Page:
This is not always cheating, but we could maybe expect that Dennis would get a slightly better paper in than Carol's, so if Carol was just between two of these categories (bottom 10 gets penalized, middle 10 is neutral, top 10 is rewarded), tanking Dennis might give her a reward that she wouldn't have otherwise had, had she not agreed to this whole strange state-of-affairs.

Anonymous exams which the instructor nevertheless reads.

There are a lot of ways to cheat if we broaden the "I didn't submit it" to "I didn't submit it in my own name." For example, we can do "insurance" this way too: Felipe might pay for and submit a nameless exam and then intentionally not write his own name on his exam. He does this because he's taking a very difficult risk on his own paper, writing about some very cutting-edge floozel research that will either be extremely forward-thinking to Alice, or else will seem like complete drivel. Now when she has a paper with no name, the compassionate Dr. Alice grades both normally and posts both publicly, and expects them to get back to her. Felipe looks at the nameless posts and sees that his paper, in fact, has the highest grade there, so he claims it as his own and apologizes for not writing his name on his essay; perhaps she even asks him to prove it and he shows her the original file on his laptop.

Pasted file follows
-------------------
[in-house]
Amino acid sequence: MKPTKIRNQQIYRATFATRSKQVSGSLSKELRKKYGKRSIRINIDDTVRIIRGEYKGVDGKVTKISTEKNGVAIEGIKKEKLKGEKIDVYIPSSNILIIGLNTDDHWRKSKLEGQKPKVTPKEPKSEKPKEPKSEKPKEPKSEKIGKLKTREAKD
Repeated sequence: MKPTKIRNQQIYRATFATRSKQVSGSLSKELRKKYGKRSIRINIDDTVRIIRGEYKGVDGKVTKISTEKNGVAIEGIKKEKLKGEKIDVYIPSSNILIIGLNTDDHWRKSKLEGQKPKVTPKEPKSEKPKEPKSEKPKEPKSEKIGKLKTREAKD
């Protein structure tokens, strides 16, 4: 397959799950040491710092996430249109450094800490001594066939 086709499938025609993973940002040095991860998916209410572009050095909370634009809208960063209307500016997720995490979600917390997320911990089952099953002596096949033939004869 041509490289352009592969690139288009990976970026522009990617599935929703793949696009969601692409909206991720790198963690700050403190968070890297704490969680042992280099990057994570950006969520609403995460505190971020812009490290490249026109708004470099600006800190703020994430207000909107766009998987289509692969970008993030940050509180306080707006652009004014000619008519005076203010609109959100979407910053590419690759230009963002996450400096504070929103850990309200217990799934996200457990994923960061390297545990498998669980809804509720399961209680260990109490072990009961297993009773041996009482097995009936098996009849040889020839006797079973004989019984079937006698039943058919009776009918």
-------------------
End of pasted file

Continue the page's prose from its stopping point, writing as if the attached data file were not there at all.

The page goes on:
Other people claim their papers and Dr. Alice has no idea who the 31st paper belongs to, and cannot necessarily prove that anybody was cheating. Nevertheless, we know that Felipe was: similar to Bob, he was buying a "safety net" which other students did not have access to.

Or, Gertrude might buy so many low-quality papers and submit them anonymously that Dr. Alice realizes that something has gone awfully wrong, and might ask everyone to privately email her their submissions from their school email account instead, since that will be better-tied to their identity. Gertrude uses the extra time from this distraction to gain an unfair advantage over other people who have completed their essay on-time.

Harold pays for an anonymous essay which ultimately insinuates that if Dr. Alice failed any of her male students, she would be subjected to physical danger. The police are unable to trace it and she is scared enough that she doesn't fail any of them, and then Harold has an unfair advantage over the female students. (Technically this doesn't have to be submitted, but it happens to be the best way to ensure Dr. Alice or one of her TAs reads the work.)